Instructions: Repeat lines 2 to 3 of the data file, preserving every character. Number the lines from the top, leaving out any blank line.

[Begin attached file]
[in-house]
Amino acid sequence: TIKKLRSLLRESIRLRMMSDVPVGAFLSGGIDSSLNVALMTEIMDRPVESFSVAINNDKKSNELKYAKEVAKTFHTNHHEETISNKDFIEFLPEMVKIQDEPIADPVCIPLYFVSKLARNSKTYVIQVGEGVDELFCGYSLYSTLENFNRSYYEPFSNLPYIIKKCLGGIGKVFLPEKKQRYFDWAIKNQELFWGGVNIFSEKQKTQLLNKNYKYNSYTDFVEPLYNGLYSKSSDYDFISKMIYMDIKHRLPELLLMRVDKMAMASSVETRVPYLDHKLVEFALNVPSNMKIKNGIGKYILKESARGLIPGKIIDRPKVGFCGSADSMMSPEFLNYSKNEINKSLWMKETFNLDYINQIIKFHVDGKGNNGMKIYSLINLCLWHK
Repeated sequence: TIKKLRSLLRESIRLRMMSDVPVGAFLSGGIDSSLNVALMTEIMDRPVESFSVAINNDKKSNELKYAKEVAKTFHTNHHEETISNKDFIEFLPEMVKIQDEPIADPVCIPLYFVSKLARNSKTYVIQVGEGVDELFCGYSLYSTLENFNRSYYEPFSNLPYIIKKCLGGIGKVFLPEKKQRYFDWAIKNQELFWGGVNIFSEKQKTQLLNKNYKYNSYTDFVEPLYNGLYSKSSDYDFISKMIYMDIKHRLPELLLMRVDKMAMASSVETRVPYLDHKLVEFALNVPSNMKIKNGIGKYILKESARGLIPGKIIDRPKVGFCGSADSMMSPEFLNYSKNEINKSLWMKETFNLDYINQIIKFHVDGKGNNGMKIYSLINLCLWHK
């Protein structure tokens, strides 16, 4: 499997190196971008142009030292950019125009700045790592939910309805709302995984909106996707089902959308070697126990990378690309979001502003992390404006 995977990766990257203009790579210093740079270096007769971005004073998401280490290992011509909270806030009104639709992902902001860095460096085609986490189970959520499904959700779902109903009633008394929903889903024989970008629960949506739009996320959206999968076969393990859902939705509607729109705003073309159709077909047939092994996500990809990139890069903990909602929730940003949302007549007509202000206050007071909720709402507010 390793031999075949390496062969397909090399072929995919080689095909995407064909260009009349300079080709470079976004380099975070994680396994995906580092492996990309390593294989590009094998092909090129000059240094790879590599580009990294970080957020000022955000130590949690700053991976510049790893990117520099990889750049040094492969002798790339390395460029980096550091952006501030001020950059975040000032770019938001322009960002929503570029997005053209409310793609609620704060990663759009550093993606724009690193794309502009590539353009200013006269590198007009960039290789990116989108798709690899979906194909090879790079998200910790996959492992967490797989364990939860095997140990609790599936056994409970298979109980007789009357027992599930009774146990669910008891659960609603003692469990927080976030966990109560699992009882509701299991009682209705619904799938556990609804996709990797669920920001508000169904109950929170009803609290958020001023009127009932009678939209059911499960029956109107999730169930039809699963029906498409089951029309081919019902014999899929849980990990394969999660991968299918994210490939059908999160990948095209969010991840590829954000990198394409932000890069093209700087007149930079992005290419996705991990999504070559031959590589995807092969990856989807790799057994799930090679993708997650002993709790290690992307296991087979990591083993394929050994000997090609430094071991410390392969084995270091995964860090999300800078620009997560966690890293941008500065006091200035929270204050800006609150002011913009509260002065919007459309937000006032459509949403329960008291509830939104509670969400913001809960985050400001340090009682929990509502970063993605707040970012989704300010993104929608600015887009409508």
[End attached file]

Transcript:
Amino acid sequence: TIKKLRSLLRESIRLRMMSDVPVGAFLSGGIDSSLNVALMTEIMDRPVESFSVAINNDKKSNELKYAKEVAKTFHTNHHEETISNKDFIEFLPEMVKIQDEPIADPVCIPLYFVSKLARNSKTYVIQVGEGVDELFCGYSLYSTLENFNRSYYEPFSNLPYIIKKCLGGIGKVFLPEKKQRYFDWAIKNQELFWGGVNIFSEKQKTQLLNKNYKYNSYTDFVEPLYNGLYSKSSDYDFISKMIYMDIKHRLPELLLMRVDKMAMASSVETRVPYLDHKLVEFALNVPSNMKIKNGIGKYILKESARGLIPGKIIDRPKVGFCGSADSMMSPEFLNYSKNEINKSLWMKETFNLDYINQIIKFHVDGKGNNGMKIYSLINLCLWHK
Repeated sequence: TIKKLRSLLRESIRLRMMSDVPVGAFLSGGIDSSLNVALMTEIMDRPVESFSVAINNDKKSNELKYAKEVAKTFHTNHHEETISNKDFIEFLPEMVKIQDEPIADPVCIPLYFVSKLARNSKTYVIQVGEGVDELFCGYSLYSTLENFNRSYYEPFSNLPYIIKKCLGGIGKVFLPEKKQRYFDWAIKNQELFWGGVNIFSEKQKTQLLNKNYKYNSYTDFVEPLYNGLYSKSSDYDFISKMIYMDIKHRLPELLLMRVDKMAMASSVETRVPYLDHKLVEFALNVPSNMKIKNGIGKYILKESARGLIPGKIIDRPKVGFCGSADSMMSPEFLNYSKNEINKSLWMKETFNLDYINQIIKFHVDGKGNNGMKIYSLINLCLWHK